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    As a result of changes in natural and anthropogenic disturbance regimes, the extent of early-successional forest across much of eastern North American is near historic lows, and continues to decline. This has caused many scientists to identify the conservation of early-successional species as a high priority. In this synthesis, we discuss the conservation implications of this loss of early-successional habitats using examples from the literature on songbirds. Early-successional “shrubland” bird species require conditions and resources present in recently disturbed sites. These conditions are ephemeral and change rapidly over time as sites become dominated by later-seral species. Historical disturbance regimes such as wind-throw, fire and flooding have been altered or suppressed in eastern forests through human activity such as conversion of forests to younger aged stands more resistant to wind, fire suppression and mesophication of fire-adapted communities, and suppression of beaver activity and flooding. Furthermore, anthropogenic disturbance has shifted over much of the region to types of land use that provide less shrubland habitat of lower quality than historically. Despite scientific evidence in support of this concern, there is still misunderstanding about the role of disturbance in maintaining biodiversity, and public opposition to management remains a challenge to conserving these communities. Contemporary approaches use natural disturbance regimes to inform management practices that employ historical agents where possible or surrogates when necessary to achieve desired future conditions defined on the basis of regional population or community status. Conservation of early-successional communities occurs within the context of other potentially conflicting ecological values, such as the conservation and enhancement of biologically mature forest. Recent findings, however, show shrubland habitat can augment diversity in forested landscapes by providing seasonal resources for mature-forest species, such as food or predator-free space for juvenile forest songbirds that seek out early-successional habitats during the transition to independence. Balancing the conservation of early-successional shrubland species with other, sometimes conflicting values is an active area of current conservation research. In some cases the conservation of shrubland birds can be coordinated with commercial activities like silviculture or maintenance of infrastructure (e.g. powerline corridors), although our work indicates that deliberate efforts expressly directed at conservation of early-successional shrubland species are more effective.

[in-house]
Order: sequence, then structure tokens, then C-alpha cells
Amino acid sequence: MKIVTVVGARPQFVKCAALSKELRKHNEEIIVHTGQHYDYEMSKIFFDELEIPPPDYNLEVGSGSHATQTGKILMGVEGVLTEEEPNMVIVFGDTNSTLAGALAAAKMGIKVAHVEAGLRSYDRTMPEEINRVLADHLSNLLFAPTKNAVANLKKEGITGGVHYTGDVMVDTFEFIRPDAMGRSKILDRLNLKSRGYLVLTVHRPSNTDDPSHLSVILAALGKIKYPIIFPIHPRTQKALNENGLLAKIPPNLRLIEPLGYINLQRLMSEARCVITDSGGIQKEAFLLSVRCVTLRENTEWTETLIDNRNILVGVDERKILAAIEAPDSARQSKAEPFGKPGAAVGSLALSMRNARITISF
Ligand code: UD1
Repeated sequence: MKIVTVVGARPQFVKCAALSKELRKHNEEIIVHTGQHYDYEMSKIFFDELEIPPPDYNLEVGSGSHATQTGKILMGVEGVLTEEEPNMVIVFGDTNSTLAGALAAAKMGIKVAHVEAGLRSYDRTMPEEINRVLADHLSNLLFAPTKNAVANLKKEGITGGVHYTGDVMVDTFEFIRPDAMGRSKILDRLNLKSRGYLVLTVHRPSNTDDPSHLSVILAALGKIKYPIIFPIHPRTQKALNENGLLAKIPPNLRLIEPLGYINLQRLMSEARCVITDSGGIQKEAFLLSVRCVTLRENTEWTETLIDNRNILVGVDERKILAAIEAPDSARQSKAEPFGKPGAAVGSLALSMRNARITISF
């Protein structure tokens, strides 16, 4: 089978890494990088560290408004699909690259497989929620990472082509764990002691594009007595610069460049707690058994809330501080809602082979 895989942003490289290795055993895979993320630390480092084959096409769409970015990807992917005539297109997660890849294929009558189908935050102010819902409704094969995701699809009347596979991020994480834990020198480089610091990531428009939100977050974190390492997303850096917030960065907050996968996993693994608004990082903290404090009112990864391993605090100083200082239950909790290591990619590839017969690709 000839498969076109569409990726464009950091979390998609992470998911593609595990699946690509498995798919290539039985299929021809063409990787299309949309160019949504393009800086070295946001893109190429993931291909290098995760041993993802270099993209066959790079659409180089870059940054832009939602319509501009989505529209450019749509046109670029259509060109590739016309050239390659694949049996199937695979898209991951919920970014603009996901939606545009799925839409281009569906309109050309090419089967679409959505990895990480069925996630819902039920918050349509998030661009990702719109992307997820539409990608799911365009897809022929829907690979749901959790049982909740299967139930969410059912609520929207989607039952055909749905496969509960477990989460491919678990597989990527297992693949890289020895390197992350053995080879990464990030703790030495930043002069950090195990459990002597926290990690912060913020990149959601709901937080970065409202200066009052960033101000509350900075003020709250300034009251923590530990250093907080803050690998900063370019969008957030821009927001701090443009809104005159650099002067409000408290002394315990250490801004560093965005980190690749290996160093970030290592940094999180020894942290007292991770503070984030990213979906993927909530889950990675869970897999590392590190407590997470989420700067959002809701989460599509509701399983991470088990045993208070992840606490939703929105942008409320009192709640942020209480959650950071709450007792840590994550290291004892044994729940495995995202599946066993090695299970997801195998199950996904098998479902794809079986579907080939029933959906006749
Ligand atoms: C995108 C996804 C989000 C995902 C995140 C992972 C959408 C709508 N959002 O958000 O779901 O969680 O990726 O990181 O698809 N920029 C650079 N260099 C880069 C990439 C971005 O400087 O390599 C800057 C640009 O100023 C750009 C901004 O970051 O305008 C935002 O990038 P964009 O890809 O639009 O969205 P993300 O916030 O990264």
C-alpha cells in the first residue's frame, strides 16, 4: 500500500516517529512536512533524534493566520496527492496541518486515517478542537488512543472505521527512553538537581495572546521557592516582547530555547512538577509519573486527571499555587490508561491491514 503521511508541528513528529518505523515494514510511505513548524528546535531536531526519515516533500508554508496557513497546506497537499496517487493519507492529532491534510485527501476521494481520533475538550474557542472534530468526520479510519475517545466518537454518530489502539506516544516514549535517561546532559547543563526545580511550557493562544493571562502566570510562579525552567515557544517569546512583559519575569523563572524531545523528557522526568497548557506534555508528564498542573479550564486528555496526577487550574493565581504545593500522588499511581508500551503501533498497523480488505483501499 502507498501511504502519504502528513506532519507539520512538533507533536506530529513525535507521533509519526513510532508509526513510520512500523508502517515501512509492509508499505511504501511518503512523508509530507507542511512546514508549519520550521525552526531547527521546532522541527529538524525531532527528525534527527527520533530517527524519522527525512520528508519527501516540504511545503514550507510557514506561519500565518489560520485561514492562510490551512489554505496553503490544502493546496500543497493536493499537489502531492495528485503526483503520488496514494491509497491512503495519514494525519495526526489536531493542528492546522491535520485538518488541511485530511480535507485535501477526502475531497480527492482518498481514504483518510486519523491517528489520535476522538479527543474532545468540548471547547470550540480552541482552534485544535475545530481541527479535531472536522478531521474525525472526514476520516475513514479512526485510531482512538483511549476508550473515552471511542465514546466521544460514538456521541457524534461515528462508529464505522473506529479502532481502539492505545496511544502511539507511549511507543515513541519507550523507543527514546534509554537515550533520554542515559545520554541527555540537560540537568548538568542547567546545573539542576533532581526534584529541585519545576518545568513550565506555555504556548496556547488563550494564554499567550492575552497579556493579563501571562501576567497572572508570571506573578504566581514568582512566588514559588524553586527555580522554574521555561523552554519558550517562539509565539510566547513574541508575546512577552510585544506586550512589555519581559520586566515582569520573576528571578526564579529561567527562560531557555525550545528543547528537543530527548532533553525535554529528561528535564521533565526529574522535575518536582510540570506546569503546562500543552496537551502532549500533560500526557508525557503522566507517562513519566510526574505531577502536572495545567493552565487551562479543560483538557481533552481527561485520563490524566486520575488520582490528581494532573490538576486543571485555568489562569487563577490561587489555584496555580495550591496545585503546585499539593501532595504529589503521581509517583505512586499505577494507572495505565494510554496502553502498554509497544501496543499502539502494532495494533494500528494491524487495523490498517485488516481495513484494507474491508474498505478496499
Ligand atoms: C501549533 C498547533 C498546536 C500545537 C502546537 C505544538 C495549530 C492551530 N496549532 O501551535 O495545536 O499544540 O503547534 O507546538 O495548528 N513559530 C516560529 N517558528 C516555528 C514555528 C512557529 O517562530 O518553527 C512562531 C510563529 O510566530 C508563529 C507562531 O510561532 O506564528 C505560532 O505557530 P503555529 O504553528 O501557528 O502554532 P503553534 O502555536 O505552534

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    King, David I.; Schlossberg, Scott. 2014. Synthesis of the conservation value of the early-successional stage in forests of eastern North America. Forest Ecology and Management. 324: 186-195.


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    Bird, Conservation, Habitat, Management, Shrubland, Succession

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